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16 Feb 2011

Daniel Hourde at Werkstattgalerie, Berlin

Daniel Hourdé,
Colin Maillard, Bronze and Silversculpture, 265x150x120cm, 2008, Cast: Landowski, Paris

Daniel Hourde:
New Drawings And Sculptures


February 12 - March 25, 2011

Mr. Pascual Jordan

Eisenacher Str. 6
10777 Berlin

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Daniel Hourde
New drawings and sculptures
February 12 - March 25

Daniel Hourde's sculptures is all about the human body. His bronzes belong to the great humanist tradition, that of the ancient Greeks, who introduced the contortions of melancolia into their sculpture. Their tormented representations foreshadow the Mannerist movement whose vital ambiguity is the life-giving expression its artists bring to the organic sensuality of the human body.

The body, whose existential freedom Hourde celebrates as rooted in a lost, destabilized society in search of points of reference. Imitating the Creator's bold gesture of breathing life into inert matter, the sculptor has been questining the body since time immemorial. Reclaiming its corporality or simply allusive, the body states its relationship to iconoclasm in recalling the immense power of image. To which Daniel Hourde dares to reply. In choosing a disinherited humanity, rooted in an anatomical realism marked by the stigmata of time, he fills a singular space in the world of contemporary sculpture. With his hands as his preferred tool, he works his models in wax, the medium dear to artists of the Renaissance. Wax lends its malleability to express the erosion of the flesh, as imprinted by the sculptor. The gesture is urgent, sacrificing fullness of form and classical harmony on the altar of truth. The expressionism of his male nudes recalls the tormented bodies of Ligier Richier and Germain Pilon's recumbent statues of Henri II and Catherine of Medicis. The body furrowed, bloodless, twisted, with muscles coiled. The body inhabited, to quote Baudelaire, with the mysterious, intangible beauty of this thin carcass, with flesh to clothe it before being torn away to join a macabre dance, still topical today. The body in metamorphosis (Narcissus, Athena, the Minotaur), for the myth of a universe governed by lightning, as expressed by Heraclitos.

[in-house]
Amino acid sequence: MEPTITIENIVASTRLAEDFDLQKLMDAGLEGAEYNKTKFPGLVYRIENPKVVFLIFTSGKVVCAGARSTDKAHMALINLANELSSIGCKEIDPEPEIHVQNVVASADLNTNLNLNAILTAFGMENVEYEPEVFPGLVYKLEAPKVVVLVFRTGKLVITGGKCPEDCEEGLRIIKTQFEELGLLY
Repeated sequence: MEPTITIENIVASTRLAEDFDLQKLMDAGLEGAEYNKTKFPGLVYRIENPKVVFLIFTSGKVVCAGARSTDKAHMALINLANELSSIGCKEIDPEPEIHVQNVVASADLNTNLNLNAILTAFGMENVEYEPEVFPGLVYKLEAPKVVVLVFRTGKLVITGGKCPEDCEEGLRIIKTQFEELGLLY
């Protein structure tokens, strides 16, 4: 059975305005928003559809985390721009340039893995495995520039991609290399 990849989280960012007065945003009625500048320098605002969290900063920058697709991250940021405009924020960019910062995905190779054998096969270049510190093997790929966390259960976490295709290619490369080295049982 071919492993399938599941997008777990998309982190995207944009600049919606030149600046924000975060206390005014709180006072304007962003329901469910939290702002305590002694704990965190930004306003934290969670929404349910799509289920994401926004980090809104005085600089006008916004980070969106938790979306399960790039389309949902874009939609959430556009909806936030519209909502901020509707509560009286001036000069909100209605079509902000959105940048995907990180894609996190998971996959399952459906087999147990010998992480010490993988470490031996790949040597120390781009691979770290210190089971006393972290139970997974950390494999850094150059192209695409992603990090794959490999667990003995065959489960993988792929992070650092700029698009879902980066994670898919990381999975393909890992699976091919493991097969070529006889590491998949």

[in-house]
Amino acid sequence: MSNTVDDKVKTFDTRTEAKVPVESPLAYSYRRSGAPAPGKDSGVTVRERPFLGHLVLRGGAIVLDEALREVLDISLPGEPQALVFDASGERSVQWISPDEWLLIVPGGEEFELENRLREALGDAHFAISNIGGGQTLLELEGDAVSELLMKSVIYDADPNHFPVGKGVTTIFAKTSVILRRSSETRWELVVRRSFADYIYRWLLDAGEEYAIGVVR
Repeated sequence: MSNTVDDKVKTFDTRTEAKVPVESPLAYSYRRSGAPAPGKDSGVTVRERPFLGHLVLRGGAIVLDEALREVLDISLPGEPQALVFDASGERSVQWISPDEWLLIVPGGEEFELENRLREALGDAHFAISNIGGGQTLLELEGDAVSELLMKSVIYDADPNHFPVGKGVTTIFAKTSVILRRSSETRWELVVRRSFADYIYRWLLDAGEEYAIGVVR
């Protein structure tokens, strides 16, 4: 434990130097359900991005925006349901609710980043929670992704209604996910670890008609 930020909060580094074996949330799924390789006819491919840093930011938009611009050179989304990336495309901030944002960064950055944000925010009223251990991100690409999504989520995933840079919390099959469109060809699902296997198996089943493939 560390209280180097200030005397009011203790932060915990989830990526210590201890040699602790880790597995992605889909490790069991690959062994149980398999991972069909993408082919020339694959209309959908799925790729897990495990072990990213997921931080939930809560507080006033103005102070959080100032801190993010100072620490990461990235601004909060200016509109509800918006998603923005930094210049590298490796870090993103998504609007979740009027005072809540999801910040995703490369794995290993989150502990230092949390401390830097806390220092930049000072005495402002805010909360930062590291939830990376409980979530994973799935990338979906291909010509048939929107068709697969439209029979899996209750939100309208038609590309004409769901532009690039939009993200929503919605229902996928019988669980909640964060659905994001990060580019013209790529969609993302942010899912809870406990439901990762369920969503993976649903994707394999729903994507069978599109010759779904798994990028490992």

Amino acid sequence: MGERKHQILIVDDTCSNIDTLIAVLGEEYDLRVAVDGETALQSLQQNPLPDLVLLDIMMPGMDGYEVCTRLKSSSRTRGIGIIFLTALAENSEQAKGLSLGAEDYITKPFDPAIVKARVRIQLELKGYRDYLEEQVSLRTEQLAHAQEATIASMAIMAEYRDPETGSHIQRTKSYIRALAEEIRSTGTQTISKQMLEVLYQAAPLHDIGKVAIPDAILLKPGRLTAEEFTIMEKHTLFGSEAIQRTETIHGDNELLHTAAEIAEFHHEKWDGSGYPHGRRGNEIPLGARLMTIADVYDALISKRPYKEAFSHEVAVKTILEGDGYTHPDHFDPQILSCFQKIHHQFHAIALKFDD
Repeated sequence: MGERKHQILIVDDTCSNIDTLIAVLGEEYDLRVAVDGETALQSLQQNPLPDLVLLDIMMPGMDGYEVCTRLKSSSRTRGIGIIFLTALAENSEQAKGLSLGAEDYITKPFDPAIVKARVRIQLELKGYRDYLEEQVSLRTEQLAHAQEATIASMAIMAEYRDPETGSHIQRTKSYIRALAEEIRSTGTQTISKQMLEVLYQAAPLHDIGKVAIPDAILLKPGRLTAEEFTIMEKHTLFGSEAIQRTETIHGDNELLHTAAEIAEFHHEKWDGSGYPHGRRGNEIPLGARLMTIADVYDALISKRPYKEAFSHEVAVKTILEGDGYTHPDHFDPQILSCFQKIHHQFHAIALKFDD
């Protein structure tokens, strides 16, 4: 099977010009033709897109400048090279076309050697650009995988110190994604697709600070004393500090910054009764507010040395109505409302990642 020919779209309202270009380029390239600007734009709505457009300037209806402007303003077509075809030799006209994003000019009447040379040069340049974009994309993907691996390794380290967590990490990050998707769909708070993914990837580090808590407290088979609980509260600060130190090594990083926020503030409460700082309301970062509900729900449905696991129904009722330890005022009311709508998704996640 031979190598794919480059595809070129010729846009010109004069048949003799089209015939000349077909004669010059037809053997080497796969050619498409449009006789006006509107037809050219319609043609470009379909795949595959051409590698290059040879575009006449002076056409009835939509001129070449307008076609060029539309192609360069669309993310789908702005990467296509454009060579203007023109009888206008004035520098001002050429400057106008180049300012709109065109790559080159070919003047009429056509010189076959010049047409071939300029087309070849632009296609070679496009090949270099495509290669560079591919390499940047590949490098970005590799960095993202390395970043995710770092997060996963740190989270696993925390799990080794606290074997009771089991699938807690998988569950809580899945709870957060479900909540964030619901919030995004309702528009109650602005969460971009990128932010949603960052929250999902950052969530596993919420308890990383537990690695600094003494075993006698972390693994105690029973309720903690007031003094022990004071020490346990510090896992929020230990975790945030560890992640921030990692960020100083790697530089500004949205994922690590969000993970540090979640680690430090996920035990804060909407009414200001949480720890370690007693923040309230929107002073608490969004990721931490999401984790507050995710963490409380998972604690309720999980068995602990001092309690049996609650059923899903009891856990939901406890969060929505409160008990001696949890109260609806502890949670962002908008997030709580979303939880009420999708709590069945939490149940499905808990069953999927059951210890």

Le Destin est presse and other of his sculptures present scenes of being condemned to fatal destinies, with the incongruous surprise of an ordinary accessory brutally interrupting the story. Myth gives way to imagination,. Fallen angels whose days are numbered, stirred by a vital exuberance, a final surge of revolt and the desire to exist, his charcters are masked or reveal premature skulls in their accepted solitude. All through the eye of a memorialiste who looks upon himself and others with a lucidity tinged with humour. Facing his model, Daniel Hourde sculpts the bodily labyrinth with a vehemence, tracing the exact interactions of its lines, attentive to the tension of an arc, the interrupted rhythm that punctuates a surface, accentuating a proportion, which will suggest the elan of life.

Fiery, but never improvised, his gesture is precise: dissecting, furrowing...elavating veins and tendonsfrom a corporal fabric that clothes a frame whose every bone can be numbered. And the sketch naturally imposes itself. In an ardent graphic outpour, bodies fall upon the page, captured in that uncontrollable instant of thought and gesture in fusion. Daniel Hourde shapes invisible reality. In his hands it becomes a signifier. His sculpture is to be seen and touched. Strength and vigour circulate in these bodies whose final metamorphosis is cast in bronze. Chiselling and burnishing awaken the life dormant in their forms, vibrating in the play of light. Firing exorcises time: conferring eternity upon these worn and weathered bodies.

The universal quality of his timeless art, and his quest for the infinite identify Daniel Hourdé as a visionary. He rejoins the great classics.

Lydia Harambourg
Art Historian and Critic

Galleria Nove
10178 Berlin
T: +49 (0)30 247816368
Di-Sa: 11-18h


Eisenacher Str. 6
10777 Berlin
T: +49 (0)30 21002158
Di-Fr 12-20h, Sa 12-17h